Borisov, Mikati Deny Meeting over 'Bulgarian' Explosives in Lebanese Terror Attack
The Prime Ministers of Bulgaria and Lebanon, Boyko Borisov and Najib Mikati, have denied that their Monday's meeting in Sofia was caused by investigators' conclusion that Bulgarian-made explosives were used in a recent terrorist attack in Beirut.
The explosives that were used to blow up Brig. Gen. Wissam al-Hassan, the intelligence chief of Lebanon's Internal Security Forces, in Beirut's recent terrorist attack, were produced in Bulgaria, Lebanese media reported at the end of last week.
"Bulgaria and Lebanon have great relations, and the visit of the Lebanese Prime Minister to Bulgaria was planned a long time ago," Bulgarian PM Borisov told reporters in Sofia during his joint news conference with Najib Mikati.
Borisov further alleged that Mikati's visit was not brought about by the conclusion of the Lebanese investigators about Bulgarian-made explosives used in the blast in Beirut.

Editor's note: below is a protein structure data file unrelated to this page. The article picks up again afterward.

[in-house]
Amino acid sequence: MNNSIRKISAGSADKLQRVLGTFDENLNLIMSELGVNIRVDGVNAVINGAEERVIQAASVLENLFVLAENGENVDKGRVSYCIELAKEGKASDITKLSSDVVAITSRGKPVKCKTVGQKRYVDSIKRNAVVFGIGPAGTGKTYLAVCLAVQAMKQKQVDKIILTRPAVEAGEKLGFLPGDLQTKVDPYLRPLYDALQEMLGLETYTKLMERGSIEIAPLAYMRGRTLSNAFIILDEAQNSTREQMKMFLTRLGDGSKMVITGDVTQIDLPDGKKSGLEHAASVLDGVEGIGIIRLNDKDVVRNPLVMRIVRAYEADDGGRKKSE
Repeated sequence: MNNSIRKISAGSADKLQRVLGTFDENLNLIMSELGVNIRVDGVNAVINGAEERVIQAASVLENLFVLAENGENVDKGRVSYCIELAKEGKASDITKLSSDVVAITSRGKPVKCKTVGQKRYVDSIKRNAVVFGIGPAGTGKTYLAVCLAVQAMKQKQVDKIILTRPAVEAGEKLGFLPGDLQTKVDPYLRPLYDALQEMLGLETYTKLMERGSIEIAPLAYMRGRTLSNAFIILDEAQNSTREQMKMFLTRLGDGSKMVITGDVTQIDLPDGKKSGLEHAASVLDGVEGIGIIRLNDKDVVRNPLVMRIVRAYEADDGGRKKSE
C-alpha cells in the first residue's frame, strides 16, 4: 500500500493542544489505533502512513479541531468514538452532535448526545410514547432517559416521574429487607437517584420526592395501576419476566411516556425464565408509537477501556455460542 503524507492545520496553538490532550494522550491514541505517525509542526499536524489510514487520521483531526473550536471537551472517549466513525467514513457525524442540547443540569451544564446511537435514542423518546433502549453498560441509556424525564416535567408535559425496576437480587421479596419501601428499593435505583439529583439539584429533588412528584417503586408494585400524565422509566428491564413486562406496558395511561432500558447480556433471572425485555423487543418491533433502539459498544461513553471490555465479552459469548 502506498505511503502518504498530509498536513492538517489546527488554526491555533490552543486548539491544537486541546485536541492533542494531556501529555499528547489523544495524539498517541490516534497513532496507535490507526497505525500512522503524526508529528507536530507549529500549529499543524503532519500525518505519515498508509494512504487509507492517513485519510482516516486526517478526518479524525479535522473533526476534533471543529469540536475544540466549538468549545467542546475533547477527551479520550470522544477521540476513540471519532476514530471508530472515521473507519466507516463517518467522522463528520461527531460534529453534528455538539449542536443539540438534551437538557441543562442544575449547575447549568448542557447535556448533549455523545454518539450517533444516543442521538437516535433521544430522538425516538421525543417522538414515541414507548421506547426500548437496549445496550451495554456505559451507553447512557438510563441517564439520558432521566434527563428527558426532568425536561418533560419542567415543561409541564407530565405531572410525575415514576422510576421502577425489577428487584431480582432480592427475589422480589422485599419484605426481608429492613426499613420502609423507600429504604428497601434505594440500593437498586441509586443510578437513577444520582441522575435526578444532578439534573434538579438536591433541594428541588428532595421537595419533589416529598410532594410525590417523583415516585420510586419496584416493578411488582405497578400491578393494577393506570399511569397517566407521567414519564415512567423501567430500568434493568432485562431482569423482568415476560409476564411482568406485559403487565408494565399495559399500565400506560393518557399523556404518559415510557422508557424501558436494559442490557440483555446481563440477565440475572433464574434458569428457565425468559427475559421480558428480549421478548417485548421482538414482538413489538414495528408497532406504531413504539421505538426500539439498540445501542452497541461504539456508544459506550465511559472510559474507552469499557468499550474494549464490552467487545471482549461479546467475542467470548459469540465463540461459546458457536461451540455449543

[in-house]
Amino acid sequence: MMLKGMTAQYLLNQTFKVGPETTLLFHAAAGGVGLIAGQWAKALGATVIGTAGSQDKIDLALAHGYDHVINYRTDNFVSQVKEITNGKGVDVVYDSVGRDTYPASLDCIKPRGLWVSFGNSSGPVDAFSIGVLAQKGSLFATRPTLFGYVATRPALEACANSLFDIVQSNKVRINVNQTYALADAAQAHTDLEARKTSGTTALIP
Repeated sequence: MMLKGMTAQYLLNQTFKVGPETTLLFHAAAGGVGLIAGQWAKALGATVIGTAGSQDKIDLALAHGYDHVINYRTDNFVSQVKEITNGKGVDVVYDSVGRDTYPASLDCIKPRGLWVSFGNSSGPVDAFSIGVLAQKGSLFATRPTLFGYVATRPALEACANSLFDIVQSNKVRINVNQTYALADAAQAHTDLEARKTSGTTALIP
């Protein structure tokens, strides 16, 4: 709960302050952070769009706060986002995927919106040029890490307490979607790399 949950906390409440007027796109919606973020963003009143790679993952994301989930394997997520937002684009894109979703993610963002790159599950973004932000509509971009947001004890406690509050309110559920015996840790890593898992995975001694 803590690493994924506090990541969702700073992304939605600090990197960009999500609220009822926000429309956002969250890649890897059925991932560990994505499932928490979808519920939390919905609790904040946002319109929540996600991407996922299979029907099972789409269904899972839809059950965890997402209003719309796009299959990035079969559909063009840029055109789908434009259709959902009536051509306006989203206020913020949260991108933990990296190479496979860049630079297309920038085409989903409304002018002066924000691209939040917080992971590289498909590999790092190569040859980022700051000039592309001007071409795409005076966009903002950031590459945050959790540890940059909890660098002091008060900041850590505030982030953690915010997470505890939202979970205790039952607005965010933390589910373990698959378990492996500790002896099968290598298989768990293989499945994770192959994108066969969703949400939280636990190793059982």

The two Prime Ministers have had a tete-a-tete meeting but it remained unclear whether the Beirut terrorist attack and the origin of the explosives were discussed.
The Lebanese investigators are reported to have found that the explosives originated in Bulgaria, and intended to contact the Bulgarian authorities and the labs that produced them.
According to the investigators, the respective type of explosives has been used for the first time for a terrorist attack in the Beirut blast.
They are said to have exploded in small parts tearing everything up, which is why Lebanon's Internal Security Forces were unable to identify Gen. Wissam al-Hassan's distorted body for three hours after the blast.
Brig. Gen. Wissam al-Hassan, the intelligence chief of Lebanon's Internal Security Forces, and seven others were killed in the explosion on October 19, 2012, which occurred in Ashrafiya, a predominantly Christian district in East Beirut.
More than 80 others were injured. There was no claim of responsibility for the attack, the first car bombing in Beirut in four years.
Hassan was close to former Lebanese prime minister and current opposition leader Saad Hariri, who was quick to blame Syrian President Bashar al-Assad's regime for the bombing.
Last August Hassan uncovered a terror conspiracy that ultimately led to the arrest of a pro-Syrian politician and former Lebanese minister, Michel Samaha.
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